(b)   Should (insert the name of the district) union high school district be subdivided simultaneously with the subdivision of (insert the name of the districts) common school districts and simultaneously creating (insert the number of the districts) unified school districts with the subdivided common school districts as specified in the subdivision and unification plan?

Using A.R.S. § 15-458 (G)(3) as a guide, it follows that in the case of a Plan that calls for the subdivision of an existing high school district and unification of the subdivided portion with other school districts, one ballot question may be used. 

  1. The electors who may vote in the Unification Election in the case of a Plan that calls for an existing school district to be subdivided.

Chapter 191 contains conflicting language with respect to which electors are allowed to vote in a Unification Election when only portions of an existing school district will be included in the Proposed District if the measure passes.  Chapter 191, § 4 subsection A states, “Each county school superintendent in a county with a school district that is affected by the proposed school district unification plan submitted . . . shall call an election of all qualified voters within the boundaries of the proposed unified school district to be held at the next general election to adopt the boundaries as proposed by the commission.”  (Emphasis added.)  On the other hand, Chapter 191, § 4(D) says:

A majority of the qualified electors in each affected school district is requiredto approve the proposed unification plan. If the unification plan is approved, the unified school district will become operational at the beginning of the next fiscal year.  If any of the affected districts fail to approve the proposed unification plan, the plan is void.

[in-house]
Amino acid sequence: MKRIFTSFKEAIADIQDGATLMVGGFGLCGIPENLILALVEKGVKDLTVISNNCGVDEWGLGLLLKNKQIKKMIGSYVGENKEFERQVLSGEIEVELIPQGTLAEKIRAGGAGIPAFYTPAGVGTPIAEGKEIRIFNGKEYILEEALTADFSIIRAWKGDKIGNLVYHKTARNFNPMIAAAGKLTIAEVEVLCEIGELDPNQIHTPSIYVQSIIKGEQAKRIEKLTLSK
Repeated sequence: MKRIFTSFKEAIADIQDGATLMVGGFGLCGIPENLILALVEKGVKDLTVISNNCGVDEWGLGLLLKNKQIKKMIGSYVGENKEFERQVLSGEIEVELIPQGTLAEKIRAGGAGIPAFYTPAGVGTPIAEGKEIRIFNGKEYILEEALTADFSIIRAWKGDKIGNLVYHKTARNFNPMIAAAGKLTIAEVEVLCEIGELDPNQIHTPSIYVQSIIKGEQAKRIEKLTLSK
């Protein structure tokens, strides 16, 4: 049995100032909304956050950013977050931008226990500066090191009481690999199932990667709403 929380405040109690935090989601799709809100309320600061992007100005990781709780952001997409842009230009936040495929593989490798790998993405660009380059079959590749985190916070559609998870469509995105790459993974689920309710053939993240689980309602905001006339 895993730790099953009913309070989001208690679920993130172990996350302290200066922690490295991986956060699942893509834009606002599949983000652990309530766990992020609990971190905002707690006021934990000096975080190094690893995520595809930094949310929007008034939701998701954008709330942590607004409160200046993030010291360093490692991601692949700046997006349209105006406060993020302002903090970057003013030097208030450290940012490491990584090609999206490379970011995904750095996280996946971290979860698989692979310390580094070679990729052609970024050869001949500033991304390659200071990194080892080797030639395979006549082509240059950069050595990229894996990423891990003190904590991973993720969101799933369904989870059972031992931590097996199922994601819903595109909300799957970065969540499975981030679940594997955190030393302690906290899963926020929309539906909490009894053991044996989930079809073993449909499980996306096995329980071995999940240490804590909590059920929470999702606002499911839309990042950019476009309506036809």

(Emphasis added.)

The logical conclusion is that the Legislature intended for all qualified electors in all affected school districts to vote on the question of subdivision and unification for several reasons.  First, there is only one ballot question specified in Chapter 191 in the case of subdivision and unification.  In addition, allowing all electors to vote on subdivision and unification is consistent with the related statutory scheme that applies to elections involving subdivision and unification of school districts, initiated by petition or by action of school district governing boards.  A.R.S. § 15-458(C) requires that “a majority of the votes cast by the qualified electors in each of the areas proposed as a school district must approve the division of the existing school district and the formation of the new school district.”  This language indicates that the Legislature intended all voters in the affected school districts would have a say regarding how the school district will be subdivided and what the boundaries of the new school district will be, as does the language of § 4(D).  It therefore follows that qualified electors who reside in the portions of the existing high school district that would not be included in the Proposed District are permitted to vote on the proposed unification, as well as the subdivision.

Conclusion

In designating Proposed Districts on ballot questions, County School Superintendents should insert names in the manner that A.R.S. § 15-441(B) requires.  If the Plan involves the subdivision of an existing high school district, the ballot question should make clear which portion of the existing school district will be subdivided and included in the proposed new district.

If the Plan calls for the subdivision of an existing school district and unification of the subdivided portion with other existing school districts, two separate questions regarding subdivision and unification are not required; the ballot may contain just one question asking the voters to approve or not to approve the Plan.  In this situation, qualified electors who reside in the portions of the existing high school district that would not be included in the Proposed District are permitted to vote on the proposed unification.

Terry Goddard
Attorney General


  1. The first time that voters will vote on any Plan will be in the November 2008 General Election.  Moreover, this will be the only time voters will vote on any Plan because sections 3 and 4 of Chapter 191, pertaining to the School District Redistricting Commission and school unification elections, have a delayed repeal date of December 31, 2008.  2005 Ariz. Sess. Laws, ch. 191, § 5.  For more background on Chapter 191, see Ariz. Att’y Gen. Op. I08-005.
  2. A.R.S. § 15-459 addresses election procedures to be used in the case of the proposed consolidation of existing school districts.